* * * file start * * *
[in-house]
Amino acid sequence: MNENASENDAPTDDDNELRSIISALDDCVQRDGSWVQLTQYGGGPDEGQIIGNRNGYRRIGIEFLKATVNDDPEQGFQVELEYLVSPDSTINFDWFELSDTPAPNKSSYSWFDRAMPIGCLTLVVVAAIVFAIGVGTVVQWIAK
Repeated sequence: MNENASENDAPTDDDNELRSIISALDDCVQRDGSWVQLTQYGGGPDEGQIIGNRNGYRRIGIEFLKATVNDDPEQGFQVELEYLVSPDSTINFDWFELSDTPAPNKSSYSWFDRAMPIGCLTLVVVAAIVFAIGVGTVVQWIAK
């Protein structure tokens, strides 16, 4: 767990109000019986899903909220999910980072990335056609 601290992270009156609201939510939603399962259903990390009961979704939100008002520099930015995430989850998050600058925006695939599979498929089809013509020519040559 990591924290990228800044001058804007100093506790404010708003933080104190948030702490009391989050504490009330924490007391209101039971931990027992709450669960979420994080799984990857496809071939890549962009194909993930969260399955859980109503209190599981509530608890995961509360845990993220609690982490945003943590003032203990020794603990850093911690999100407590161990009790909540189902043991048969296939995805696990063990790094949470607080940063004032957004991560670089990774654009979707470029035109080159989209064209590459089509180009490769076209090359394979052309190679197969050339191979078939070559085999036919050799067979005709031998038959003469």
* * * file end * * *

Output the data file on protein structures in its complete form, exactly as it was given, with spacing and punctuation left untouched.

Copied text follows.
[in-house]
Amino acid sequence: MNENASENDAPTDDDNELRSIISALDDCVQRDGSWVQLTQYGGGPDEGQIIGNRNGYRRIGIEFLKATVNDDPEQGFQVELEYLVSPDSTINFDWFELSDTPAPNKSSYSWFDRAMPIGCLTLVVVAAIVFAIGVGTVVQWIAK
Repeated sequence: MNENASENDAPTDDDNELRSIISALDDCVQRDGSWVQLTQYGGGPDEGQIIGNRNGYRRIGIEFLKATVNDDPEQGFQVELEYLVSPDSTINFDWFELSDTPAPNKSSYSWFDRAMPIGCLTLVVVAAIVFAIGVGTVVQWIAK
């Protein structure tokens, strides 16, 4: 767990109000019986899903909220999910980072990335056609 601290992270009156609201939510939603399962259903990390009961979704939100008002520099930015995430989850998050600058925006695939599979498929089809013509020519040559 990591924290990228800044001058804007100093506790404010708003933080104190948030702490009391989050504490009330924490007391209101039971931990027992709450669960979420994080799984990857496809071939890549962009194909993930969260399955859980109503209190599981509530608890995961509360845990993220609690982490945003943590003032203990020794603990850093911690999100407590161990009790909540189902043991048969296939995805696990063990790094949470607080940063004032957004991560670089990774654009979707470029035109080159989209064209590459089509180009490769076209090359394979052309190679197969050339191979078939070559085999036919050799067979005709031998038959003469």